As the clock ticked down on Sunday afternoon, the Pittsburgh Steelers could only watch anxiously as their season lay in the hands of the Cleveland Browns. The Steelers had stumbled from a 7-2-1 record to a 8-6-1 record when the final day of the season arrived. They needed to win against the Cincinnati Bengals and hope that the Browns could topple the Baltimore Ravens in order to keep their playoff dreams alive. The Steelers did their bit, beating the Bengals 16-13, and had to watch on big screens inside the locker room and on the field as the other two AFC North teams went at it. In the end, the Browns capitulated late in the game and the Ravens progressed to the playoffs, leaving the Steelers despairing at what could have been.
Then came the finger pointing.
The Steelers are probably one of the most talented teams in the National Football League in all but one of their phases and a team with that kind of roster should not be on the outside looking in. Instead, players have started to speak out publicly about all sorts of issues and it seems as though the culture that head coach Mike Tomlin installed seasons ago, has now come back to haunt the Steelers.
Individual vs Team
For as long as Mike Tomlin has been the head coach of the Steelers, especially over the last five to six years, he has allowed his players to repeatedly come back from on field and off field issues. Tomlin has always felt that the players should be allowed to be their own individuals as it would help the team flourish and in the past, those players' abilities have been able to hide just how little 'team' is involved when it comes to the Pittsburgh Steelers. It has bred a culture of entitlement and has allowed players to feel that their individual statistics are more important than wins.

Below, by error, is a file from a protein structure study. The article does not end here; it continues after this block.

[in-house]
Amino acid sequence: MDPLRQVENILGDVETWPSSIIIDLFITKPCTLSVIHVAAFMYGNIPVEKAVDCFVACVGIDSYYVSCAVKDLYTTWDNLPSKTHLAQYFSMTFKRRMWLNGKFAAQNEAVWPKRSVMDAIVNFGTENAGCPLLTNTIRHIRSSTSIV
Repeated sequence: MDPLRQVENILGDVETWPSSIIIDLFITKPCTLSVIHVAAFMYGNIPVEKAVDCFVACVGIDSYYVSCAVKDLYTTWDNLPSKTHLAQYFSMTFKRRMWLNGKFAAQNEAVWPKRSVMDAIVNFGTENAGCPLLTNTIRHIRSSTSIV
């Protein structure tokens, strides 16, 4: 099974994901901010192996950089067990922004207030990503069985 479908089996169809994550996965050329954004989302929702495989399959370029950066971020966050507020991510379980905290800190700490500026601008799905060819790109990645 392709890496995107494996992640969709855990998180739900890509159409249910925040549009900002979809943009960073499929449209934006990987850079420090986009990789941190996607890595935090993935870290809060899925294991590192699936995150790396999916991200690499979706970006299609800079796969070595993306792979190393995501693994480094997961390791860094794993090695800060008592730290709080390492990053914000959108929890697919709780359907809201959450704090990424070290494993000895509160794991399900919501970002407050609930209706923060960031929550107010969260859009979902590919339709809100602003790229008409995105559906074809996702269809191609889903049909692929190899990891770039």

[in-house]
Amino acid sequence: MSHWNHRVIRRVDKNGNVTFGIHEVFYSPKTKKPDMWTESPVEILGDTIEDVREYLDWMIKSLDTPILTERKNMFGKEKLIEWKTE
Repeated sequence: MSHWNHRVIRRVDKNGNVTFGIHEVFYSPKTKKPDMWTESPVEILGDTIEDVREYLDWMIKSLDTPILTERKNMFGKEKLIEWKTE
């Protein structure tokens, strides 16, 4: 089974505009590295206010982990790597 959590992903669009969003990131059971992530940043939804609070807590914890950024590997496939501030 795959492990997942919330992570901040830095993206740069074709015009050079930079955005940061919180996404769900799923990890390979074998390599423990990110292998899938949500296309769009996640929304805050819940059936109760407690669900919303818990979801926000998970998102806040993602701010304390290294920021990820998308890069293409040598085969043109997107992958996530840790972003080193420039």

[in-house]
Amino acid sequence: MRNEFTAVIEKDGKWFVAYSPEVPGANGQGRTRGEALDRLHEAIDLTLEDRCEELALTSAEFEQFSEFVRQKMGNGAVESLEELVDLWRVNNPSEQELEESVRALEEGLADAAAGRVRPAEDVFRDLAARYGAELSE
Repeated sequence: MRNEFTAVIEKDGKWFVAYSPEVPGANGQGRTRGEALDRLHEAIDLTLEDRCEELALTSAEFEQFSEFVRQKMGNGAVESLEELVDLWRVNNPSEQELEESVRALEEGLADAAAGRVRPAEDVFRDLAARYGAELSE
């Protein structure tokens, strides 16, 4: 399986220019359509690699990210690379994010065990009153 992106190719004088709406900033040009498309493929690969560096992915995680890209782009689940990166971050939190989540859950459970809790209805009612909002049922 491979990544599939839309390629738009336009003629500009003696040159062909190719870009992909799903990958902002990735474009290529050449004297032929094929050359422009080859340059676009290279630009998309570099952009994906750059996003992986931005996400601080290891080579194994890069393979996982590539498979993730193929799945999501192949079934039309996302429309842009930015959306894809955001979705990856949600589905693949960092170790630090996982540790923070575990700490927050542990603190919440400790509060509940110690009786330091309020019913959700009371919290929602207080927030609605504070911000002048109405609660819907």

The Steelers have moved on from problematic players in the past but only after three or more offenses and moreso when they had found a capable replacement within their ranks. Those players have gone on to other teams and not been as prolific as they had been at the Steelers but, the culture of the individual has never left the Steelers with those players. This season has seen a culmination of that culture in the worst possible ways as the Le'Veon Bell situation reached a head, the players openly went against a teammate over a salary issue (which is unheard of in the NFL), and after a strong showing in the middle of the season, a downward spiral to nothing at the end of it.
The Steelers have on field issues that they need to address but those can be easily resolved. What will truly determine where the organization goes from now is how they handle such a structural problem within the locker room and if they believe that Tomlin is the man to fix the damage that he perpetuated.
The 'Roethlisberger' problem
The Steelers organization will have to have a long think over the offseason over their franchise quarterback, Ben Roethlisberger. Once the veteran leadership of the likes of Troy Polamalu, Hines Ward, Heath Miller, Brett Keisel etc retired from the game, the Steelers had a leadership void. Most expected Ben Roethlisberger to seamlessly fill that void but hindsight now shows that this may not have been the best course of action. Roethlisberger followed the 2009 Super Bowl winning season with two sexual assault allegations and was suspended by the league for six games in 2010 due to those allegations. The Steelers decided to back their franchise quarterback which now seems to have given Roethlisberger the freedom to behave in ways most would consider not conducive to a team sport.